In each year of my experiment with tax resistance I have, for one month,
carried around a pen and a little notebook and have made note of every time I
have spent money. I’ve then combined this with a record of my bill-paying from
home and of any yearly expenses that didn’t come directly to my attention
during the month in order to create an estimate of my budget.
In the Picket Line archives, you can see my results
What I found this year, based on my spending in
, is that my lifestyle costs me about
$40 a day:
Food (eating out)
Here’s how this compares to years past (I’ve had to rejuggle the numbers a bit
so that the categories remain the same from year to year):
Food (eating out)
Total (minus untaxed)
Yearly (minus untaxed)
* tax-deductible now that I’m self-employed
My rent, utilities and grocery bill have all gone up
as I’ve moved from the less-expensive
Oakland to very-expensive San Francisco. I’ve started getting some Spanish
tutoring again, which is a new hunk of spending (but in addition to a
one-on-one Spanish tutor who charges me a per-lesson rate, I also exchange
English for Spanish instruction with a fellow from Panama who wants help with
his pronunciation). I’ve lost the habit of getting lazy and going out to eat,
so that expense has gone way down (which also explains in part my increased
grocery bill). The best news is that I’ve got a new health insurance plan that
is much more reasonably-priced.
To cut to the chase: if is a
typical month for me this year then I’m still living within my means at a
federal income tax-free income level (to do that with
my current method I need to keep my taxed
expenses under $15,000).
Being able to live sustainably without dipping into savings isn’t just
something I’m doing for the sake of argument. Because I have a high-deductible
health insurance, I need to keep a few thousand dollars in reserve in case
something goes bad. And there’s always the possibility of some huge unexpected
expense like, oh, a natural disaster or something. And I’d like to be prepared
in case some year it is harder to find contract work than it has been in the
past. Also: I hope to spend some money on travel, and I’d have a hard time
justifying that if I had to dip into my savings just for day-to-day expenses.
Is there still room for more economizing? Plenty, I think. I do a lot of my
grocery shopping at a nearby corner market because of the convenience, but if
I hopped on my bike and went across the park I could find better prices up in
the Clement Street area. Alas, bus fares rise in San Francisco by 42% (for
token users like me) , so I’ll have a
hard time keeping my transportation expenses down even if I do rely on the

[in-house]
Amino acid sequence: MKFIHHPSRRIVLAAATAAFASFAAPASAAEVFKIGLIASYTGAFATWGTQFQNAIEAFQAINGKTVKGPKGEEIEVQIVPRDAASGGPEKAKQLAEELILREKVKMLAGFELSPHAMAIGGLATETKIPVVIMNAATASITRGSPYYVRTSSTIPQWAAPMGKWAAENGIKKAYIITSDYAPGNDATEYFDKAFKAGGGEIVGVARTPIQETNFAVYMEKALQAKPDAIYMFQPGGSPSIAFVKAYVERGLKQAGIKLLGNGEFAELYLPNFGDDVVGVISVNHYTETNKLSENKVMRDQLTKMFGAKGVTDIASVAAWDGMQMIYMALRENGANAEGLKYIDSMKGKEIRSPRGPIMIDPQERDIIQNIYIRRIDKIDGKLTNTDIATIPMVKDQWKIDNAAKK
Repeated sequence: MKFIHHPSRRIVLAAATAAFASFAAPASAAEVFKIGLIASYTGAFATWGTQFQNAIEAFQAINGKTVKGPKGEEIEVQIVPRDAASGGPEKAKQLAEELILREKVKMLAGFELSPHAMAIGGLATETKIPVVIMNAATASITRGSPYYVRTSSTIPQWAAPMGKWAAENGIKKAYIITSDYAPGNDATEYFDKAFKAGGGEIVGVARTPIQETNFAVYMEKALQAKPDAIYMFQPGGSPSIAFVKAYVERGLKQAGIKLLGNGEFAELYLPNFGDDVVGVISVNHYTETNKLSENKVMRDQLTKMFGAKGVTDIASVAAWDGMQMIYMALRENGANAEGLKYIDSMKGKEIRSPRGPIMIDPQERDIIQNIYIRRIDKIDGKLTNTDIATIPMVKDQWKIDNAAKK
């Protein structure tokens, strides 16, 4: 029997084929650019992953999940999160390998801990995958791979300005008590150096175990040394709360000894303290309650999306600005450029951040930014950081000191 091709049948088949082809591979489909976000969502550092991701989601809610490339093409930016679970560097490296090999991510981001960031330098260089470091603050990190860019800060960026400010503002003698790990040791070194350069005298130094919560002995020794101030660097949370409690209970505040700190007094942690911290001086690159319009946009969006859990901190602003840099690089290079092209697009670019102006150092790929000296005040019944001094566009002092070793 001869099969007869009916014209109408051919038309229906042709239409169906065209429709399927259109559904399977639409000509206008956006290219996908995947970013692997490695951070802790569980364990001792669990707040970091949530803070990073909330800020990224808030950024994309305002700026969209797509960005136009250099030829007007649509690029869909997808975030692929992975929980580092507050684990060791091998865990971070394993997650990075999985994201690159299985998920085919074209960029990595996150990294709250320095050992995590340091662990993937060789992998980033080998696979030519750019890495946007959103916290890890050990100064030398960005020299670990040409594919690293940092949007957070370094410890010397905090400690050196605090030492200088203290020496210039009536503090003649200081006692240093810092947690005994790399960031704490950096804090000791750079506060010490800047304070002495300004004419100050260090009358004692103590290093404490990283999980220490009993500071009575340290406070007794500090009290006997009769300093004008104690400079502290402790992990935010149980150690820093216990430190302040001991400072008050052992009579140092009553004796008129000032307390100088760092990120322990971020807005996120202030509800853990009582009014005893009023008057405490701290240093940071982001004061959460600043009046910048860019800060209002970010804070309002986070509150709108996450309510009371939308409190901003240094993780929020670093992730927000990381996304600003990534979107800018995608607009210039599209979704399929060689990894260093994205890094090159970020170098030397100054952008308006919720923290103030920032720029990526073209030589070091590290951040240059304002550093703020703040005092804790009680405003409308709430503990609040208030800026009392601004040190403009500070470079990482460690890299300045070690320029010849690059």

bike more. About a quarter of my caffeine/alcohol budget last month went to
buying a round of beers at a baseball game my sweetie took me and her mom to
($8 a cup!), but even so, I could take a chop at the remaining 75% by dropping
my caffeine habit or cutting down on my beer consumption (harder to do now
that I’m brewing myself and I want to show off my creations to every visitor).
I could cut out the Spanish lessons and try to find more exchange-based
tutoring. And that’s all without considering something like moving to a
But right now I’m pretty comfortable where I am and this looks to be another
of MANAS that I ran across in
, I noticed that
the pacifist tax resister
Ammon Hennacy trod a
similarly-annotated though much more frugal path:
Ammon Hennacy, militant pacifist, one-time Tolstoyan, and now, as he says, a
“Catholic” anarchist, is a man who likes to make things simple. He is also a
vegetarian, which contributes to simplicity of diet. Here is his budget for
(with his comments):
Whole wheat flour, 25 lbs.
(could grow own wheat)
Vegetable shortening, 3 lbs.
Cornmeal, 5 lbs. (could grow own
Oleomargerine, 2 lbs.
Rice, 4 lbs. (price is too
Raisins, 2 lbs.
Syrup, 5 lbs.
Yeast, salt, sugar, etc.
Electric light bill
Bundle of CO and
Postage stamps, haircuts, etc.
At , Hennacy was making about
seventy-five cents an hour as a farm laborer in Arizona. His theory, then,
and ever since, was that if he worked by the day, no withholding tax would be
taken from his pay by his employer. In this way Hennacy frustrates the
government’s plan to use some of his earnings for the preparation for war,
for the design and manufacture of H-bombs and similar devices. Hennacy is
bound and determined that none of his labor will contribute to the military
program of the United States, and he is probably the most successful man in
the country in carrying out this resolve. He calls himself a “one-man
revolution,” and if someone asks him if he thinks he can change the world, he